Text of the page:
By Wade Henderson and Joe Solmonese
One hundred years ago this past Saturday, an unsung hero of the civil rights movement was born. Bayard Rustin’s contributions to the world far outweighed his credits – and his 100th birthday is an opportunity to appreciate how his lifelong fights for equality live on today.
Rustin was the key strategist in every campaign waged by Dr. Martin Luther King Jr., the architect of the 1963 March on Washington for Jobs and Freedom, and a passionate advocate for pacifism, workers’ rights, and freedom for marginalized peoples around the world. There is not one American movement for social change that his leadership did not touch.
Rights to vote, to join a union, or to marry the person one loves are today at the forefront of the struggle to build an America that reflects its ideals. And Rustin was reliably positioned at the vanguard of these battles from the 1930s until his passing in 1987. So it’s only appropriate that we take this opportunity to pause and reflect on where our movements have traveled over 100 years and to look ahead to our future.
Today we work to stop the rollback of voting rights happening across the country – rights Rustin helped to secure through indefatigable organizing in the civil rights movement and his mentorship of Dr. King.
Today we work to end discrimination and advance marriage equality for gays and lesbians – and we do so in Rustin’s footsteps as one of the first openly gay activists.
Today we advance global and domestic human rights alongside civil rights – because Rustin broadened the conversation to speak out against South Africa apartheid, anti-Semitic Soviet power, and British colonial power in India.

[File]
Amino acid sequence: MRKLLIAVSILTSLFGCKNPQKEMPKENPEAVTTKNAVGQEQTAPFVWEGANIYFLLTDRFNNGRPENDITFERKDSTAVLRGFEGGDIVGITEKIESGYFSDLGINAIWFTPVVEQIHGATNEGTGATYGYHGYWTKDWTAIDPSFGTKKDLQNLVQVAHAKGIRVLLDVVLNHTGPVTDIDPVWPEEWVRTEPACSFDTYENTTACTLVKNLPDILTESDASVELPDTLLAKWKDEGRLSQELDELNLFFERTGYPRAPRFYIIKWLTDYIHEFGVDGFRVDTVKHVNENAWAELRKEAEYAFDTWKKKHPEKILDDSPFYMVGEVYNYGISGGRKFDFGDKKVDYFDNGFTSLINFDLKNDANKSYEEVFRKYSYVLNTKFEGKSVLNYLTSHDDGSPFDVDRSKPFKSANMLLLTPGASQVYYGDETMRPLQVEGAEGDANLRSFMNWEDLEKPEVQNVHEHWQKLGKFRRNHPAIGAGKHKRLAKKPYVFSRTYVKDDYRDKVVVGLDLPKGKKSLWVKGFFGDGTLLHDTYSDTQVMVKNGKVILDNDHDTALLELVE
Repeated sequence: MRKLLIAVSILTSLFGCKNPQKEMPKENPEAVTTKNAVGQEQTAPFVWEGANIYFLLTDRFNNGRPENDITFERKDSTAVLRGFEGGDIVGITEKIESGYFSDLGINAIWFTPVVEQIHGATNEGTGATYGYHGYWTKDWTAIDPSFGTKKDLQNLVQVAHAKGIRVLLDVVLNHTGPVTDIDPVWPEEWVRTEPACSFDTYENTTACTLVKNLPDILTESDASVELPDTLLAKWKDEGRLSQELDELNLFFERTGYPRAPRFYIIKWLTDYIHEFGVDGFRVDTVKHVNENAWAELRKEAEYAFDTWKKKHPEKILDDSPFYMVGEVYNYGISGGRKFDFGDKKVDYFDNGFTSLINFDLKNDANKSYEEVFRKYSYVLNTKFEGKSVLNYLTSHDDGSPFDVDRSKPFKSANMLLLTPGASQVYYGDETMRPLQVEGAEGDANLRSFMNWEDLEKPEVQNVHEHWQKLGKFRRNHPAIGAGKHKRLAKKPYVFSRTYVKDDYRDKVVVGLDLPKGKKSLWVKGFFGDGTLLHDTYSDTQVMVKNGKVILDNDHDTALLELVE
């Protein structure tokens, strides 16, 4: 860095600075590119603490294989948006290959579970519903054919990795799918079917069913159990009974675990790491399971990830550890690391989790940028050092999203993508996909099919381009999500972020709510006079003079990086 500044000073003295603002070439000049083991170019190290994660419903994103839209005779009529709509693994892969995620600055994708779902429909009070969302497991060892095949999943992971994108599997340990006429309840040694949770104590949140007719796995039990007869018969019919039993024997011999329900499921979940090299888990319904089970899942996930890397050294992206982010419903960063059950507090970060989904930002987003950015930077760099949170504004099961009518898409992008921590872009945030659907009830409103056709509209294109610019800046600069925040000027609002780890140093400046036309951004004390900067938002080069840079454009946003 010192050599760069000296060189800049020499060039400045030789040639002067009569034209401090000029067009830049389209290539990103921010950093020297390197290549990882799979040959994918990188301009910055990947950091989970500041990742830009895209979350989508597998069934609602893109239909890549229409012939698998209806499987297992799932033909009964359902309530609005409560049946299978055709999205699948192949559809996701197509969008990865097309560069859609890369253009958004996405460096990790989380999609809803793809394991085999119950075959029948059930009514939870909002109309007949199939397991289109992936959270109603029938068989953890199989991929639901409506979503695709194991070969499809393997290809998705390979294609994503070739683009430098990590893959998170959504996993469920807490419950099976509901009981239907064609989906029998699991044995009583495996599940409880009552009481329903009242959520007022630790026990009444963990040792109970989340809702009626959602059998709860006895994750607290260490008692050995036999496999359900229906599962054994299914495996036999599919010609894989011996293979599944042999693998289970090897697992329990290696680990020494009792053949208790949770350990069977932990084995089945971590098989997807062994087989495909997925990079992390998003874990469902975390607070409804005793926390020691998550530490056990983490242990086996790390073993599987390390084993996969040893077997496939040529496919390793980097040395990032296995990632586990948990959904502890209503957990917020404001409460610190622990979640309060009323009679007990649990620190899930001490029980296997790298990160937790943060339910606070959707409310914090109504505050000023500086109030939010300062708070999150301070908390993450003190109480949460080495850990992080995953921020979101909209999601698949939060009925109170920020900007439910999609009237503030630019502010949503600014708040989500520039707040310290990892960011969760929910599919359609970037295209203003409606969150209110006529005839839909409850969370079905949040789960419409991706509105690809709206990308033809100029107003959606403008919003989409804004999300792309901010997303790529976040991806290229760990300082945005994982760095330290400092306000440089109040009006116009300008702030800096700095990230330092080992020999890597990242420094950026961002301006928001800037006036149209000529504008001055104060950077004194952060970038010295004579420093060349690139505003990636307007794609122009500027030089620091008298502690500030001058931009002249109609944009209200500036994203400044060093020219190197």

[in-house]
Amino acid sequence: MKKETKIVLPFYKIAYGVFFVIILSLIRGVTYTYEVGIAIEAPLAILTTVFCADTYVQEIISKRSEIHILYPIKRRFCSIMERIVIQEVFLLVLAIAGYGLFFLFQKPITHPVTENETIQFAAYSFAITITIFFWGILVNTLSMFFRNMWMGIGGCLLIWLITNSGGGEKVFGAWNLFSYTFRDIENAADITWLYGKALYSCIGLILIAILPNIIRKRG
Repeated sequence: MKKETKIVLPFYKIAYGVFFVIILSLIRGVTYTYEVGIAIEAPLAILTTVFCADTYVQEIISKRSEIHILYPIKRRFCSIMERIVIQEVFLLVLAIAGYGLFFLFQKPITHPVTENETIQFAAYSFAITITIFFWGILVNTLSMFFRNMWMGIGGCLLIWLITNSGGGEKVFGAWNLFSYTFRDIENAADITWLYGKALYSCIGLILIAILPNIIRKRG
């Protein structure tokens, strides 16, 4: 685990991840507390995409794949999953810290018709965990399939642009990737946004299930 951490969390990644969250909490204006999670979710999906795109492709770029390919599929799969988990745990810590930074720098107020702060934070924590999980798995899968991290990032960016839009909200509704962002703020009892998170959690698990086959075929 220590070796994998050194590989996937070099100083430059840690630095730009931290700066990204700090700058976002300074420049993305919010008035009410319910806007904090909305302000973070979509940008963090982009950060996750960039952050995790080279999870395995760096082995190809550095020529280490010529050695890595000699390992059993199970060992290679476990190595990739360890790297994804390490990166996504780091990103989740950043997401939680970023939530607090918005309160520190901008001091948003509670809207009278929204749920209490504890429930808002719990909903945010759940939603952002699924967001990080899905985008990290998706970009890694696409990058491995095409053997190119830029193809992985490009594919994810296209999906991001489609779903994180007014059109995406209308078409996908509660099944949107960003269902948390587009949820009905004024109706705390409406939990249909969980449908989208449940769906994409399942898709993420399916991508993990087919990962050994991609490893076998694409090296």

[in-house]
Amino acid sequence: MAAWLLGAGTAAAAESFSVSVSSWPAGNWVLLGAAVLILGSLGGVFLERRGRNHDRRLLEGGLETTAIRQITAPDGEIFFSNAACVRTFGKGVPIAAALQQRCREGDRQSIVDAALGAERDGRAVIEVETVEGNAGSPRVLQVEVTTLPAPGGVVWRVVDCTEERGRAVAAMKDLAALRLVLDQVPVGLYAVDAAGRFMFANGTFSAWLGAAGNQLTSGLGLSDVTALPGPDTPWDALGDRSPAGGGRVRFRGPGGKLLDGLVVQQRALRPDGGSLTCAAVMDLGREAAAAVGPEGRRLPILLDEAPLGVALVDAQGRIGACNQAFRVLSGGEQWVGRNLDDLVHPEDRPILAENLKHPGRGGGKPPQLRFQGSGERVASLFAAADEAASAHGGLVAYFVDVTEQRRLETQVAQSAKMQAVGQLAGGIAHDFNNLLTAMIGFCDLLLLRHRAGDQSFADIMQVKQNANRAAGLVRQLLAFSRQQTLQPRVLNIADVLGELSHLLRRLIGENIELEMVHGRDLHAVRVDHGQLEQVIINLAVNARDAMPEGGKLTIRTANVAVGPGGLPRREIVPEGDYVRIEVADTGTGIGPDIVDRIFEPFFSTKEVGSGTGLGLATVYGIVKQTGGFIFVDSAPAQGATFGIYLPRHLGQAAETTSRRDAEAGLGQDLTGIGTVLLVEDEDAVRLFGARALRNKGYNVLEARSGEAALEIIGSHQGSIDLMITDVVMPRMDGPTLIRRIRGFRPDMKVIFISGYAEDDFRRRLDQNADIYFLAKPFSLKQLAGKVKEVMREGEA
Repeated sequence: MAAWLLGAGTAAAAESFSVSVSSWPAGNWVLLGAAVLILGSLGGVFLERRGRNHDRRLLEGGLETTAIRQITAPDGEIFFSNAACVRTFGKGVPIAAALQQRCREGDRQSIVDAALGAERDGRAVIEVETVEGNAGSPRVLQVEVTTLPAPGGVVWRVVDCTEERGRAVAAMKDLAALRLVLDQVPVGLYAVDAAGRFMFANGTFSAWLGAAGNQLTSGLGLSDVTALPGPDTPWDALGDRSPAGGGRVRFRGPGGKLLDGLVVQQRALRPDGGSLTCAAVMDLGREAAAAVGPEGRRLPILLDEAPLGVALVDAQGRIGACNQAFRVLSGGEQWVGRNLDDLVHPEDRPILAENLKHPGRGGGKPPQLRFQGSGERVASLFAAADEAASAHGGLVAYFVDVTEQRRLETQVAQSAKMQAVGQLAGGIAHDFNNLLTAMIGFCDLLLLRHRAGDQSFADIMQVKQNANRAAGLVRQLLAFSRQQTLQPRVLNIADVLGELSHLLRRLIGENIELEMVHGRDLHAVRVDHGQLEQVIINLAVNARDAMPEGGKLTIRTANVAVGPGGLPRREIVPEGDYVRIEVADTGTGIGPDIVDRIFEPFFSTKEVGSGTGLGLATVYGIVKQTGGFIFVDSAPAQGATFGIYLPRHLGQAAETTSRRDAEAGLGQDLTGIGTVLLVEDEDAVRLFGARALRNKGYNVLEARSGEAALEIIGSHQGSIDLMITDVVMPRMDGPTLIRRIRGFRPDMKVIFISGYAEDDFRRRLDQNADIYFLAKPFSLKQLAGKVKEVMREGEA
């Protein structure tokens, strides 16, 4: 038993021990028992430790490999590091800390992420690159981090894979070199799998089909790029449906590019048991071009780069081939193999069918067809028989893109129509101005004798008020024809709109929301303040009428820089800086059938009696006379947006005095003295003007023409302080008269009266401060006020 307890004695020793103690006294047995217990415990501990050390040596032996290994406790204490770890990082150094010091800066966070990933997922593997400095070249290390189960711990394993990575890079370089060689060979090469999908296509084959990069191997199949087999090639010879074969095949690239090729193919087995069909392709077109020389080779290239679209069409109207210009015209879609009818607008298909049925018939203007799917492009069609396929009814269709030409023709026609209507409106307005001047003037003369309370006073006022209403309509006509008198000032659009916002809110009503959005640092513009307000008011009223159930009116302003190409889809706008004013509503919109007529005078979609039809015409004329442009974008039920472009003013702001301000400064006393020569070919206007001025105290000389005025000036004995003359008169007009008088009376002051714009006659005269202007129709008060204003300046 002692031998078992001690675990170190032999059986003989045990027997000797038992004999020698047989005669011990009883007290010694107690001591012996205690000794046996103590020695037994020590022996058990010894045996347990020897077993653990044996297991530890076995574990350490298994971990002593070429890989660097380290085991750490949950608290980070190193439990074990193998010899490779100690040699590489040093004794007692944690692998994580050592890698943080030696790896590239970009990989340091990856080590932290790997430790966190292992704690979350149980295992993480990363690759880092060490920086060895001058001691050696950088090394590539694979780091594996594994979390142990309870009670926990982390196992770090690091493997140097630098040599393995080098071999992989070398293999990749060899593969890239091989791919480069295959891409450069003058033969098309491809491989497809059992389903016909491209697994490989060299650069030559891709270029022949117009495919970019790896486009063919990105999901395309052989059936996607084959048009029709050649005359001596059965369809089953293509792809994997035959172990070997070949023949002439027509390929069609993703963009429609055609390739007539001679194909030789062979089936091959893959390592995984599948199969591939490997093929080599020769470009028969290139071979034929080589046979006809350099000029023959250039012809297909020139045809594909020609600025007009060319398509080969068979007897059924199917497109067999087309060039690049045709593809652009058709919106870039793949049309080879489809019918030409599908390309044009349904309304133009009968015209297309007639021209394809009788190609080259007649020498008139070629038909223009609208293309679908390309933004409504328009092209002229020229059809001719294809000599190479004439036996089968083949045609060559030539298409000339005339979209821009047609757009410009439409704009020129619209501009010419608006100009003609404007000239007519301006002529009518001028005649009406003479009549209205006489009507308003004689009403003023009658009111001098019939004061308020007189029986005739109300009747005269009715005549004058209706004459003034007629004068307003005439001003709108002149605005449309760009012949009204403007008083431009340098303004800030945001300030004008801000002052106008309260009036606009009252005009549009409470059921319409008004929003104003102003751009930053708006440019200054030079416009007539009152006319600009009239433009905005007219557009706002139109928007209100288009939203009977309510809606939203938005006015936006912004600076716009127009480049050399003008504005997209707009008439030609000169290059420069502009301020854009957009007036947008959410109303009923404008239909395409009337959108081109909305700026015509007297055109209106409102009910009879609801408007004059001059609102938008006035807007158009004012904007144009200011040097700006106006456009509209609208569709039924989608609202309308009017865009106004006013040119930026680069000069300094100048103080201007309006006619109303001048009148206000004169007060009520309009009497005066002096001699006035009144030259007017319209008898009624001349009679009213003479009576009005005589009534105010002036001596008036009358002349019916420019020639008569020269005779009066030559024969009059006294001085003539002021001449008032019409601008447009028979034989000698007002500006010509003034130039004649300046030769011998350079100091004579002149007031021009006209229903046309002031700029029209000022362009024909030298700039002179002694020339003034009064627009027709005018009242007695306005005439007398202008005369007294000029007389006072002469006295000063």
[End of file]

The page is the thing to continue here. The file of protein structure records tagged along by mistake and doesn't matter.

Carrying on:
Rustin saw social change in a plan broader than political organizing. He was active in the Quaker church and in the arts. He was a prolific doodler, a vocalist, a writer, and an accomplished chef. Rustin would exhort activists to speak up from all corners, saying “we need, in every community, a group of angelic troublemakers.” His inclusive, coalition-centric approach is so effective because it wasn’t just about work – it was about finding joy in activism and ensuring that every community can reap the benefits of equality’s march forward.
Rustin’s philosophy personifies the shared goals we all have in our work, whether we’re fighting for LGBT rights, working to protect our country’s laborers, or advocating for the civil and human rights of society’s most vulnerable populations.
We saw this brand of coalition building just this year in Maryland, where people of faith, African American communities, LGBT advocates, and fair-minded supporters of basic human and civil rights came together to achieve a historic victory for marriage equality in the Free State. It sent a clear message that social justice wasn’t a gay issue, or a black issue, or a woman’s issue: rather, we can and must continue to work together to ensure that all members of our society achieve the rights, dignity, and respect they deserve.
As we celebrate Bayard Rustin’s 100th birthday, we must do more than just look back on his life and his contributions. We must draw inspiration from his brand of inclusive social activism as we gear up for future fights, from protecting women’s health to advancing LGBT equality. We still have much to accomplish, but Bayard Rustin has left our united movement a strong foundation on which to continue building.
Wade Henderson is the president and CEO of CEO of The Leadership Conference on Civil and Human Rights, a coalition charged by its diverse membership of more than 200 national organizations to promote and protect the rights of all persons in the United States.
Joe Solmonese is president of the Human Rights Campaign, the nation’s largest lesbian, gay, bisexual and transgender civil rights organization.